4 Changes Affecting Product Managers

 

4 changes affecting pms_4

Today, Product Managers are managing more than products.  Product Managers are responsible for listening to their customers, paying attending to trends and developing products to meet their target audience’s evolving needs.  With the introduction of new management tools and methods, Product Managers are challenged to prioritize and balance their time appropriately.

Increased Social Presence
With continued importance around digital branding, Product Managers reap the benefits of representing and promoting their product in a positive light online.  They are responding to product issues and questions and sharing relevant content about their company and product on social networks. 

Technologists who rock @intuit

A social media presence is mutually beneficial; Product Managers can more deeply understand the end user’s needs, while customers can openly express their product questions and concerns, thus increasing product loyalty and awareness among end-users.  An open and engaging presence is a win-win for everyone.

Increased User Education and Engagement Demands
Gone are the days of simple customer support.  With constant (almost bi-weekly) changes to software, companies are partnering with popular third-party apps Intercom, Pendo and Inline Manual to achieve product and company relevant goals (e.g. increase product engagement or increase client retention, post onboarding). 

“Intercom allows us to ‘scale authenticity’ and foster a passionate community of users.  By A/B testing message format and content, we see open rates above 75% for all of our onboarding emails,” Ben Jordan, VP of Customer Experience, Invision.

Of course, with this demand comes the question of resource management and how to properly balance product and business goals.

New Internal Communication and Management Tools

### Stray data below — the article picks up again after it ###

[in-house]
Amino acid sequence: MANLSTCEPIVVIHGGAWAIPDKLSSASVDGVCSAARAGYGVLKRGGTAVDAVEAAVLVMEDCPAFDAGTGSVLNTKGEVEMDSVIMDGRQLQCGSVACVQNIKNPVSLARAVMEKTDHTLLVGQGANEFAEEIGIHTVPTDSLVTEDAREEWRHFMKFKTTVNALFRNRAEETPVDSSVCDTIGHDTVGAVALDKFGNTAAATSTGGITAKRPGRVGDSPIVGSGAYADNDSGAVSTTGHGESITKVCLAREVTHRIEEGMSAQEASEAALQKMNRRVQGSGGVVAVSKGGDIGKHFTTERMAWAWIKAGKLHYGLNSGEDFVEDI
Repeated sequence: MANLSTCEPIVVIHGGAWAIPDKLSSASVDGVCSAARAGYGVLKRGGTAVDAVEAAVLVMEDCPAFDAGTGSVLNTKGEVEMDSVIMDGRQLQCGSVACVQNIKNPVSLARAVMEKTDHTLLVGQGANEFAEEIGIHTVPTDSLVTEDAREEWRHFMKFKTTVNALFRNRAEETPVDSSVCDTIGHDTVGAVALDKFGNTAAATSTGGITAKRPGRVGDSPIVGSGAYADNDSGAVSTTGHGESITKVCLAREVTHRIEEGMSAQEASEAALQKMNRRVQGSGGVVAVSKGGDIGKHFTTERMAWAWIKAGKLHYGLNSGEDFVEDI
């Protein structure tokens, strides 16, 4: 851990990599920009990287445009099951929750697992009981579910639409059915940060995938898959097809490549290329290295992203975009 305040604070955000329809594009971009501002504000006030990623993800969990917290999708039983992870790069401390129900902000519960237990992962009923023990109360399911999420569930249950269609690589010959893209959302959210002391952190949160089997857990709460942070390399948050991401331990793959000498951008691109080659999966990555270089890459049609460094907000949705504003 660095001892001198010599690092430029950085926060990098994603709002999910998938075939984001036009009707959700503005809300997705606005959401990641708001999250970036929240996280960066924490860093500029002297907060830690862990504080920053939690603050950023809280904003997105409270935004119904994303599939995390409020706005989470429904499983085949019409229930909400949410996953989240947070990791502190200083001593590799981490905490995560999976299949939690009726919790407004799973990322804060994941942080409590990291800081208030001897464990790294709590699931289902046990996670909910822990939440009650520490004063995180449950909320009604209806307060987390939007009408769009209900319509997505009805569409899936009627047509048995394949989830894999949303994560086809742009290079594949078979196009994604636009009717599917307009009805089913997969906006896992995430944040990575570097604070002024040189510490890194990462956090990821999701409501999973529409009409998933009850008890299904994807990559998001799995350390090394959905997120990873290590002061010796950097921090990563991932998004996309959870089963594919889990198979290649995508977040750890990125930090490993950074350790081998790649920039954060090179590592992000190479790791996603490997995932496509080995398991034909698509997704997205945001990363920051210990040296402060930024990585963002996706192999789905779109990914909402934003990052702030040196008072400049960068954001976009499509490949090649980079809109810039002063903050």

Real-time responsiveness is key, and with new tools such as AHA! and Slack, Product Managers can quickly and easily communicate with their stakeholders. 

While Jira used to act as the primary platform for adding, editing and prioritizing new features and bugs, the introduction of AHA! provides separate management and communication methods specific to a subset of end-users.

AHA! is great for requirements gathering, prioritizing and roadmap planning, approval and sharing.   The visual heavy aspects are immensely helpful for teams that may not connect with the PM org on a daily basis, such as the sales, marketing, and account management teams; instead of constantly answering one-off questions around what’s on the roadmap and when will it be released, Product Manager’s can easily share a link to the most updated roadmap. 

aha!
While the combination of AHA! and Jira are useful for roadmap communication, Slack combines the most necessary daily communication functionalities into one platform.  Product Managers can create project or team based Channels specific to whom they wish to communicate with (e.g. Engineering, Marketing, Sales, Scrum Team, etc.).   Slack’s integration with Jira is especially beneficial; PM’s can receive ticket updates from Jira simultaneously in a Slack Channel.

Whether it’s through Jira, AHA! or Slack, Product Managers are expected to readily answer product related questions at the drop of a hat.  Dependent on the end-users and the size of the company, multiple communication and management platforms may be the best way to answer those questions in a scalable manner.

Specialization
Product Managers are specializing in multi-disciplinary educations (e.g. technical PM or design-savvy PM) to align with new HR requirements.  This was pulled from a recent Google Product Management job description,

“Minimum Qualifications: BA/BS in Computer Science or related technical field… Preferred Qualifications: Product management or design experience with a focus on software products and technologies.”

Since Product Managers work with the design and engineering teams on a daily basis, it’s helpful to understand how each team functions.  From a startup perspective, Product Managers can more easily market themselves as a technical or design focused Product Manager — the knowledge they have can eliminate previously required resources. 

At the end of the day, Product Manager’s roles, much like products, are constantly changing.  With continued learning and application of design, engineering and communication trends, Product Managers can get ahead of the game and set themselves, their business and their product apart from the crowd.  The question remains that remains is how to properly balance time executing tasks versus learning new management tools and methods. 

Leave a Reply

Your email address will not be published. Required fields are marked *